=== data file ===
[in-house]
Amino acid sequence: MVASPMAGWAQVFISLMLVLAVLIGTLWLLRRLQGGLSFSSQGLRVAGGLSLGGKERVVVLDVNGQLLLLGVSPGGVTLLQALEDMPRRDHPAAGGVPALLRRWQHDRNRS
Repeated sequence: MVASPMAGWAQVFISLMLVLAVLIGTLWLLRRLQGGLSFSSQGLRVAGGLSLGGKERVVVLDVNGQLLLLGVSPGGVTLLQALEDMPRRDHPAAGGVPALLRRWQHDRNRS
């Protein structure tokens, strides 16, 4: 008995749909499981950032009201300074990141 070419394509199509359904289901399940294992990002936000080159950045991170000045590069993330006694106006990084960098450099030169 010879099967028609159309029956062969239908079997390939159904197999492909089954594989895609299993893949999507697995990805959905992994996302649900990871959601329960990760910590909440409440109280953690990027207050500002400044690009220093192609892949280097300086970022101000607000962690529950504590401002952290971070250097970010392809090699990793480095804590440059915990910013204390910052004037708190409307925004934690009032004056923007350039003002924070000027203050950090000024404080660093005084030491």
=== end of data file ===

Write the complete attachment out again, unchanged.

[in-house]
Amino acid sequence: MVASPMAGWAQVFISLMLVLAVLIGTLWLLRRLQGGLSFSSQGLRVAGGLSLGGKERVVVLDVNGQLLLLGVSPGGVTLLQALEDMPRRDHPAAGGVPALLRRWQHDRNRS
Repeated sequence: MVASPMAGWAQVFISLMLVLAVLIGTLWLLRRLQGGLSFSSQGLRVAGGLSLGGKERVVVLDVNGQLLLLGVSPGGVTLLQALEDMPRRDHPAAGGVPALLRRWQHDRNRS
């Protein structure tokens, strides 16, 4: 008995749909499981950032009201300074990141 070419394509199509359904289901399940294992990002936000080159950045991170000045590069993330006694106006990084960098450099030169 010879099967028609159309029956062969239908079997390939159904197999492909089954594989895609299993893949999507697995990805959905992994996302649900990871959601329960990760910590909440409440109280953690990027207050500002400044690009220093192609892949280097300086970022101000607000962690529950504590401002952290971070250097970010392809090699990793480095804590440059915990910013204390910052004037708190409307925004934690009032004056923007350039003002924070000027203050950090000024404080660093005084030491």